Thursday, 17 December 2020

Merry Christmas! - A festive update from Lindisfarne National Nature Reserve

Firstly we would like to give you update from when the days were longer and warmer and the shorebirds were in the midst of breeding. The good news is that some shorebirds managed to fledge despite the massive influx of visitors to the coast post lockdown and less staff to police the protected areas. However, some nests were lost due to human and dog disturbance.

Large numbers of waders utilising the No Access areas during the breeding season.

 Below is a breakdown of numbers of shorebirds that nested across the Reserve in 2020.


Little Tern

Ringed Plover

Eurasian Oystercatcher

Common/ Arctic Tern

Total Scrape


Min 20


Min 100

Total fledged




Min 100





Min 1.0

Little Terns © K Simmonds

With increasing numbers of visitors on the coast there are some simple things you can do so you can enjoy and share the coastline with shorebirds.

·         Be aware of seasonal restrictions – When entering a beach be sure to read any signs and information that will tell you if there are areas that you cannot access or whether dogs should be on leads.

·         Look ahead and listen when walking along the shore. If you see a bird running ahead and alarm calling you are too close to a breeding territory, causing a stress response.

·         Walk along the wet sand – shorebirds will nest on the dry sand above the tide line. To give birds the most space try to time your walk with low tide.

·         On Lindisfarne National Nature Reserve keep dogs on leads at all times.

 Back to the present and it has been another busy month on the Reserve. The cattle and sheep have been in the dunes since October, munching away on the rank grasses and invasives, paving the way for the botanically rich dunes to burst forth come spring.

Numbers of Wigeon have declined over the past few weeks following record numbers in October. This decline is always happens at this time of year but there is still good numbers of Light-bellied Brent Geese feeding and almost exclusively utilising the intertidal areas. Good numbers of Knot, Bar-tailed Godwits and Redshank can be seen from the causeway too. Our bird mapping and disturbance surveys have been ongoing for the last couple of months and are already throwing out some interesting findings.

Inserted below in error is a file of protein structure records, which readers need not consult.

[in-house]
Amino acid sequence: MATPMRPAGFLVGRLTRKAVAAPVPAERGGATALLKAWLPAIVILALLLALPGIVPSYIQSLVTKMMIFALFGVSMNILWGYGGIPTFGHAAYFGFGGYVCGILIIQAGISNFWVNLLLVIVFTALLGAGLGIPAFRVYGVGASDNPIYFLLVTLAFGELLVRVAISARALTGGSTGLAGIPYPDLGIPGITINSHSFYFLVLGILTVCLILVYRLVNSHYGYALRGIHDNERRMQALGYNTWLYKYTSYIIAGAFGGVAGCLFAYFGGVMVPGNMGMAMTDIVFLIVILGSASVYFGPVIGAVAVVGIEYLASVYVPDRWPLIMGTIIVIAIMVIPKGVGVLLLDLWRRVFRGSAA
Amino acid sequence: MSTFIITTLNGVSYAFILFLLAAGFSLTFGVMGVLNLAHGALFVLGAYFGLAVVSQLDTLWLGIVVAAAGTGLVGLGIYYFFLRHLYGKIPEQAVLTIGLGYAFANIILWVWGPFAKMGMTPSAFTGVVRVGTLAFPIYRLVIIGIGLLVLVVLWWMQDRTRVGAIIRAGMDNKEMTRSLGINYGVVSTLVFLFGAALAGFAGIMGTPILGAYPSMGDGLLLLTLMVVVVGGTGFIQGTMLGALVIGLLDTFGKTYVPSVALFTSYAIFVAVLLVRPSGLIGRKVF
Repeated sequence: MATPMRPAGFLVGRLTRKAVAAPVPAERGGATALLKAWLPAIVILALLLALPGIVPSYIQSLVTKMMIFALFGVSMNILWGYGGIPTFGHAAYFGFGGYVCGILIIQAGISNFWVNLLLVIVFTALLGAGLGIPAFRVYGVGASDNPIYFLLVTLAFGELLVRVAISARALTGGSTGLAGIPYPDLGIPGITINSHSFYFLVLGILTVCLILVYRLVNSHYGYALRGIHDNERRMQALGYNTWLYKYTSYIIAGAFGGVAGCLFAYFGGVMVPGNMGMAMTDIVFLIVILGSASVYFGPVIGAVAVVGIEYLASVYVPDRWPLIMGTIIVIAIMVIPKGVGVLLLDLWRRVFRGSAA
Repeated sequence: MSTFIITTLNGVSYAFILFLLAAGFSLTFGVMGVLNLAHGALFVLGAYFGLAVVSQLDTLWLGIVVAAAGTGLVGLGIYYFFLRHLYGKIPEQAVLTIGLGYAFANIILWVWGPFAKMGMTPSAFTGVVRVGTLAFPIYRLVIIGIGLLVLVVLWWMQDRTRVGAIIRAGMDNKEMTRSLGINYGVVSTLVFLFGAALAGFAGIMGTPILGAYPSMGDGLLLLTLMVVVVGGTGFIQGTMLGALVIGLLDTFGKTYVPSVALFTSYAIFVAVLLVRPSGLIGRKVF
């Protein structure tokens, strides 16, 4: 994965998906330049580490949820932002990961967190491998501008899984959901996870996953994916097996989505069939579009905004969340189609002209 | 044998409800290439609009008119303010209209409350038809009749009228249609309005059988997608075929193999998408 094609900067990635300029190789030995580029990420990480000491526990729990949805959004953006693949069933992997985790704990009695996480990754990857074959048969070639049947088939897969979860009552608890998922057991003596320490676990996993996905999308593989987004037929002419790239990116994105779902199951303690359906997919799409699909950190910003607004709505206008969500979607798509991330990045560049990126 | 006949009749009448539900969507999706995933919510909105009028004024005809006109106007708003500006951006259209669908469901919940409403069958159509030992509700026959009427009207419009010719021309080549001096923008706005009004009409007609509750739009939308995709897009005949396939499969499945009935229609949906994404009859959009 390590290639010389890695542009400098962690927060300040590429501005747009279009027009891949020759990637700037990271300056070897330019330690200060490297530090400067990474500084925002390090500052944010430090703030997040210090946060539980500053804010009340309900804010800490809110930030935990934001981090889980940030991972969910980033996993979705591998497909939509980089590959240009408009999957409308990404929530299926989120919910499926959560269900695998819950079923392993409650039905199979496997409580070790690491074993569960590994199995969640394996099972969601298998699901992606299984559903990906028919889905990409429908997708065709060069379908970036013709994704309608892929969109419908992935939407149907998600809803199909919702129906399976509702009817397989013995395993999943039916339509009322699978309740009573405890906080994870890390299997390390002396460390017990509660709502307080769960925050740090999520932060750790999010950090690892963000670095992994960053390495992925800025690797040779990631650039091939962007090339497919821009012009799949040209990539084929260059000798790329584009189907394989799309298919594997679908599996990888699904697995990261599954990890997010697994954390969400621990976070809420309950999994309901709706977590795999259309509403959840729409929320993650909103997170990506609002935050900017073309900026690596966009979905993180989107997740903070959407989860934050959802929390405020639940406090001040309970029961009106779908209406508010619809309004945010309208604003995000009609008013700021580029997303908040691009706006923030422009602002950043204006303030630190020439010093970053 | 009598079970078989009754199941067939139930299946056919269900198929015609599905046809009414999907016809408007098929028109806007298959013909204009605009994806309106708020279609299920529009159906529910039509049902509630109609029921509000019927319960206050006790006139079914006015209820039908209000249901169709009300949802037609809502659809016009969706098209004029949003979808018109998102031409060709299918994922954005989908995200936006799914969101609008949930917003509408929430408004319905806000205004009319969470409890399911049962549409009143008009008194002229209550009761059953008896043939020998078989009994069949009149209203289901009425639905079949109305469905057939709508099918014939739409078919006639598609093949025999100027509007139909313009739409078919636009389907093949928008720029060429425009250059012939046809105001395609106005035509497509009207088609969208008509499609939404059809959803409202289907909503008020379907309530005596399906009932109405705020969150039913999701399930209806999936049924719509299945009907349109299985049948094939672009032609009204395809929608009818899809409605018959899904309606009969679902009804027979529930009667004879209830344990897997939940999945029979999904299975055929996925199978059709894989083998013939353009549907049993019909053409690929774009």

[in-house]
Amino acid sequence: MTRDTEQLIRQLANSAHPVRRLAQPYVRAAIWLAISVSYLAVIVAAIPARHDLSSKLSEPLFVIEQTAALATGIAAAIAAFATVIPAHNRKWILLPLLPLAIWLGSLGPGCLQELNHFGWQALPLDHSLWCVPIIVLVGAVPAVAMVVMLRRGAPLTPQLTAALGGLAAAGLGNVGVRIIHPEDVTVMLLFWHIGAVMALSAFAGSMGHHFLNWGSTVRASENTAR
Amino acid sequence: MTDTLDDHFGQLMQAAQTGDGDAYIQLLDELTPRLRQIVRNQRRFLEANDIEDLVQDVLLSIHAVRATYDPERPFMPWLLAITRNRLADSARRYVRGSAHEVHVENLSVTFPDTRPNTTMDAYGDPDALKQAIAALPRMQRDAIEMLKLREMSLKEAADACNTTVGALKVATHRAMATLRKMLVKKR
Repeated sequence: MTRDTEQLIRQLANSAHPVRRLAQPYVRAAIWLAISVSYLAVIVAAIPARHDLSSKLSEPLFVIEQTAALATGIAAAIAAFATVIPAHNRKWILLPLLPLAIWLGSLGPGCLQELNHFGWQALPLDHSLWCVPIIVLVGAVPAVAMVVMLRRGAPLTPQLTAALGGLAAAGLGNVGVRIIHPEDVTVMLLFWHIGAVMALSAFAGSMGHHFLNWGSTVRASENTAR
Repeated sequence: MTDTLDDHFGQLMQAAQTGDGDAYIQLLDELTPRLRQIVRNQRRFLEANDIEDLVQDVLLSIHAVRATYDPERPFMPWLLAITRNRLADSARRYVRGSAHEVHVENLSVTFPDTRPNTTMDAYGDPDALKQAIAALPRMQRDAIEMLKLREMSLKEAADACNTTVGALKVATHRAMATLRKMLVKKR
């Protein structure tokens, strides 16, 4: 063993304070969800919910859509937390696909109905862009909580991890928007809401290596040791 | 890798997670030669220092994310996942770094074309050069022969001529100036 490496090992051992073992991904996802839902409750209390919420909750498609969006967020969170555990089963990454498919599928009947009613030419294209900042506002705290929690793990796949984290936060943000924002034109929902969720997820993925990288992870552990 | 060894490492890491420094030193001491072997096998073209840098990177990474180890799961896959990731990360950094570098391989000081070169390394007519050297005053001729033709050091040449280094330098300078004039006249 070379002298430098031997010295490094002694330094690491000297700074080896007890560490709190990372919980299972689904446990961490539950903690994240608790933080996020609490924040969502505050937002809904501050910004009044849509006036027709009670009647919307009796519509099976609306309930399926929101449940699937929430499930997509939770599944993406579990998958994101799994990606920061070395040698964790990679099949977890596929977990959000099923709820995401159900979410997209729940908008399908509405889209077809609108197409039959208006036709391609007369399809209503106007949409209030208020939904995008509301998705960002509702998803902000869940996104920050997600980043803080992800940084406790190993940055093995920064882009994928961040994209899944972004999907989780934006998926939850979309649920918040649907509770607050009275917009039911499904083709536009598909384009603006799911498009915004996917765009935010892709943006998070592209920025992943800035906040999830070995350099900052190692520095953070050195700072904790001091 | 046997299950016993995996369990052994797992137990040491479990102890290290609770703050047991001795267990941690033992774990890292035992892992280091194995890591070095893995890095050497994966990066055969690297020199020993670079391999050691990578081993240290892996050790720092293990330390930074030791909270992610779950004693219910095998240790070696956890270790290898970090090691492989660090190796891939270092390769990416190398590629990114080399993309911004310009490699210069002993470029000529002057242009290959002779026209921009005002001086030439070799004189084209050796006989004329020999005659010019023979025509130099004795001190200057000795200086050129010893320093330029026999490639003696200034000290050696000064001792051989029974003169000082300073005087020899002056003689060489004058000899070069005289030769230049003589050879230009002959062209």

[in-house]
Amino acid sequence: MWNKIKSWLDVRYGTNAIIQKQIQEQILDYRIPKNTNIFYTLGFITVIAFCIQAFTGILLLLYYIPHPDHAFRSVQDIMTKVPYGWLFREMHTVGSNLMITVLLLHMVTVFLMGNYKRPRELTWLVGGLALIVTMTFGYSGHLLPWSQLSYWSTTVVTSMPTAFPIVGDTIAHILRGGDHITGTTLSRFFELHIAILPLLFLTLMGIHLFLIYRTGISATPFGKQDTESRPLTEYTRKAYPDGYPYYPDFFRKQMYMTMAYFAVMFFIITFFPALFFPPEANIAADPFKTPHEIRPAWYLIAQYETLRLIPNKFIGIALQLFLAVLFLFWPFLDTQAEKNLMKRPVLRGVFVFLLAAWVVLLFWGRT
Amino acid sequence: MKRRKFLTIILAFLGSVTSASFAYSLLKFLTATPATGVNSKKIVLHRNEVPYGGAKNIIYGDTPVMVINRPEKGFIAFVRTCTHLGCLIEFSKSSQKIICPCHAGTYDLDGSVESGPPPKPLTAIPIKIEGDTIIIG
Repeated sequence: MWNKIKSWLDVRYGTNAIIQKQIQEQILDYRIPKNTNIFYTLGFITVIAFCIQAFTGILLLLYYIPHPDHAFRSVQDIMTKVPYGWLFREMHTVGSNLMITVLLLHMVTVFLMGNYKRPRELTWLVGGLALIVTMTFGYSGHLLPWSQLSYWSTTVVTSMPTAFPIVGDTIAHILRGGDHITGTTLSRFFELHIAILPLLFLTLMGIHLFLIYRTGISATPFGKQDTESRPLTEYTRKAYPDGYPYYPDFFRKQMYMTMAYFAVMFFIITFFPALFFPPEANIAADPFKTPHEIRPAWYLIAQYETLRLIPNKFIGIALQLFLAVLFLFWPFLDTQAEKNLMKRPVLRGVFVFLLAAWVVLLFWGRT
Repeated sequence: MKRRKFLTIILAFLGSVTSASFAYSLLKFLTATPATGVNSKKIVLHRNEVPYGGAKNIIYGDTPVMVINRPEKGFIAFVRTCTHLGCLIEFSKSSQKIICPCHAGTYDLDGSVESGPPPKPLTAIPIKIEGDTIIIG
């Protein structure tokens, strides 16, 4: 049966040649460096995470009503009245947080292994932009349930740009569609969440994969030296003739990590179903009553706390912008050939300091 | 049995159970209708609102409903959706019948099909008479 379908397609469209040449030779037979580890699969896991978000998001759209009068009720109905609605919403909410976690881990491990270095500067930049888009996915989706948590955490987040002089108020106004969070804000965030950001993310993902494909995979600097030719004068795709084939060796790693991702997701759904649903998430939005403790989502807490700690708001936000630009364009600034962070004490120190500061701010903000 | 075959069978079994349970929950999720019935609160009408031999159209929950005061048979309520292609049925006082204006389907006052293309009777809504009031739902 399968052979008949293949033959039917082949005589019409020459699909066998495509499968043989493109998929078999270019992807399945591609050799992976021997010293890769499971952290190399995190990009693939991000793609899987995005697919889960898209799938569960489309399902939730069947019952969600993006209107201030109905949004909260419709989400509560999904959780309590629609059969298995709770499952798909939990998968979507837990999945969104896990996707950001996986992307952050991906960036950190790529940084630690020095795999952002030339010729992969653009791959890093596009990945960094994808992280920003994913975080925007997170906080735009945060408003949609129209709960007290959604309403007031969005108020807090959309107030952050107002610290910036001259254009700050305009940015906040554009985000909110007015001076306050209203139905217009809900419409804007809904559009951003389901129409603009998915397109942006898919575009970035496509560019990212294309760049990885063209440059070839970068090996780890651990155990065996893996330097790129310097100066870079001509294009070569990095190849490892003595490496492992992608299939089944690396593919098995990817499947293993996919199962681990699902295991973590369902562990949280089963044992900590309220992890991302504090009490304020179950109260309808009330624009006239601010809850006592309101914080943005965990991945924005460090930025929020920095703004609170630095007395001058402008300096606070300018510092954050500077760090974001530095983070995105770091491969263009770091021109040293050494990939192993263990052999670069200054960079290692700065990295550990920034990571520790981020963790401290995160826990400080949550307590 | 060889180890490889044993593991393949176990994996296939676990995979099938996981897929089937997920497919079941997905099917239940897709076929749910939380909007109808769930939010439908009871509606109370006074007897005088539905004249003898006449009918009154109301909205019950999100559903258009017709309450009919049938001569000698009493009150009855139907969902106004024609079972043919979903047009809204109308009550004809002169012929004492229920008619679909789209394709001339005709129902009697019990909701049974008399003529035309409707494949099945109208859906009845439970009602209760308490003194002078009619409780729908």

Numbers of Wigeon peaked at over 26,000. The highest count since the late 1980's ©JJD 

Sadly, earlier this month a small number of birds on the Reserve were found dead or sick. Tests revealed that they were positive for Avian Influenza and were part of a wider outbreak across the country. The strain in question has never infected humans, but it goes without saying that if you observe any dead or ill birds on the Reserve do not approach them and please keep dogs on leads to prevent them from coming into contact with infected birds. If the bird is on the Reserve please report to the Lindisfarne National Nature Reserve Office on 01289 381470 and the DEFRA emergency line on 03459 335577. All birds outside the Reserve phone the DEFRA emergency line

There is still time to pick up some exclusive Lindisfarne National Nature Reserve merchandise to fill that special someone’s stocking! All proceeds of the sales come back to the Reserve and help support us to continue to protect this special place. If you would like to visit our online shop click on the shop tab above and browse the merchandise. All items have to be purchased through PayPal.

Ringed Plover pin badges are just one piece of merchandise available to purchase on our online shop

It has been a difficult and eventful year for everyone so we would like to wish you all a Merry Christmas and a very Happy New Year from us all at Lindisfarne National Nature Reserve. Here’s to a better and brighter 2021.

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